July 26, 2023
Recently published research maps African swine fever in the Philippines, pinpointing where and when outbreaks tend to happen across the country throughout the year. This information can help government officials make and execute effective, targeted mitigation strategies and help clarify critical details about this disease globally.
ASF is a highly contagious viral disease that affects domestic pigs and wild boars. ASF can cause high fever, loss of appetite, weakness and hemorrhages in affected pigs. There is currently no known cure or vaccine for ASF, so producers often must cull affected animals and implement strict biosecurity measures to combat it.
Although ASF doesn't harm humans, outbreaks have caused significant economic losses in various countries, including the Philippines, where a 2019 outbreak led to the culling of over 300,000 pigs. Pork production decreased by 20.8% in 2021, leading to higher pork prices and affecting the livelihoods of many consumers.
This study aimed to understand how ASF virus spreads over time and the factors contributing to it to develop strategies to better detect and control it. The research team analyzed nearly 19,700 ASF outbreaks on farms in the Philippines from August 2019 to July 2022, assessing where and when the outbreaks happened and how the disease spread. The scientists observed that the outbreaks occurred in specific locations at specific times, showing a clustering pattern. The researchers also saw that ASF had a seasonal pattern, with the most outbreaks occurring between August and October and the lowest between April and May. The team suspects factors like rainfall and cultural practices contribute to these patterns.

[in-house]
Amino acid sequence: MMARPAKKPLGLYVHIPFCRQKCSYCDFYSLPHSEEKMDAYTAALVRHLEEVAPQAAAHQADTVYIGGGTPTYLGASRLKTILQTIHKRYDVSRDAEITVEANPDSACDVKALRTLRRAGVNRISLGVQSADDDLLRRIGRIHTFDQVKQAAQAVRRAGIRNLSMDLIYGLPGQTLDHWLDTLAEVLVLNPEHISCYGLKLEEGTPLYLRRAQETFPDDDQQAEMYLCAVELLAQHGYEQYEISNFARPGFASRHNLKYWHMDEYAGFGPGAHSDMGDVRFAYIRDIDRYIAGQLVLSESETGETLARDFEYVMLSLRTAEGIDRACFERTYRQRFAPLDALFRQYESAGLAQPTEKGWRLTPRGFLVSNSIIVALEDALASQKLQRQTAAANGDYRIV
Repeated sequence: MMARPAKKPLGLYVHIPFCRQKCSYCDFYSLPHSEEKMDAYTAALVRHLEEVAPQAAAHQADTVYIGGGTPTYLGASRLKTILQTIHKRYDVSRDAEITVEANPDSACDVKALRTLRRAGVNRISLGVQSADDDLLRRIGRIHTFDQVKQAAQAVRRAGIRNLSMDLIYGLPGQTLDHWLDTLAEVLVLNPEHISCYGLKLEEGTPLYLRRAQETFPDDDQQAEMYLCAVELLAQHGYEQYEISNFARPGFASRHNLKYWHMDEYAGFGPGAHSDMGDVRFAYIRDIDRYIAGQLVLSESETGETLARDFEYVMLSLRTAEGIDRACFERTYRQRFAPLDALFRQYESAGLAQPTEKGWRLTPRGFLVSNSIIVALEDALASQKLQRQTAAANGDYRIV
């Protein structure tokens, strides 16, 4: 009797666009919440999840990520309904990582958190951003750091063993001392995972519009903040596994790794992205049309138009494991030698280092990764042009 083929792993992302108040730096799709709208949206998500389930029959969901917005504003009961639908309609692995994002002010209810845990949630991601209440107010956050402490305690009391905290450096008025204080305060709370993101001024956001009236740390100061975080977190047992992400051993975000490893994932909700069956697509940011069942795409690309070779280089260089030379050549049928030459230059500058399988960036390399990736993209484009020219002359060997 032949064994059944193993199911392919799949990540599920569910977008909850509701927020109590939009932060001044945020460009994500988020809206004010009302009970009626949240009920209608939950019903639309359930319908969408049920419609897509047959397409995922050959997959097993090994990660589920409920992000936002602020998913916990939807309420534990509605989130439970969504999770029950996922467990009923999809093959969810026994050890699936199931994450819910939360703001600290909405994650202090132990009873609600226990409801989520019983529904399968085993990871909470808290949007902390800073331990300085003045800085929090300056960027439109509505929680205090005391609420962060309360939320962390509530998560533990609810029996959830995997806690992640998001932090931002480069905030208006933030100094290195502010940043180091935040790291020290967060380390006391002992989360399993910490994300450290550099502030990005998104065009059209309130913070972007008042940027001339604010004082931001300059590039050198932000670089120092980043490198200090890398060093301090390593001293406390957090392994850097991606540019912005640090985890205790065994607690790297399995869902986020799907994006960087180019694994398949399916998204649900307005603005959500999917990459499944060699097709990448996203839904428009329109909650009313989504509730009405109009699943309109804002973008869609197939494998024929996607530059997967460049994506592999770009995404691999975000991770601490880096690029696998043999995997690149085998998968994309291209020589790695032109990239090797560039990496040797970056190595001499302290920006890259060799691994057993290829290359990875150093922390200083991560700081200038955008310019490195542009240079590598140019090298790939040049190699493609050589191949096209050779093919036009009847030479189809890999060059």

However, the team didn't have information about the type of farms where the outbreaks occurred, and different farm types have different risks associated with the ASF outbreak, depending on their biosecurity, population density and veterinary services—all of which vary. Additionally, some outbreaks may not have been reported, which could have affected their results.
Still, while there are challenges in implementing the government's plan due to political, socio-cultural, and economic factors, this research provides valuable information about the ASF epidemic in the Philippines. The study's findings can help government officials generate effective new measures to control it and optimize existing national surveillance systems and management programs. The research also helps advance the development and implementation of prevention and control plans, contributing to the overall knowledge of the disease's spread and making the findings relevant to stakeholders in other countries.
"We are continuing to work toward identifying the main risk factors that contribute to the fast spread of the pathogen," says lead study author and University of Minnesota College of Veterninary Medicine PhD student Jesper Chia-Hui Hsu, "and assist in better policy-making in the country, as well as in ASF-free regions and countries."
Read the full study in Microorganisms.
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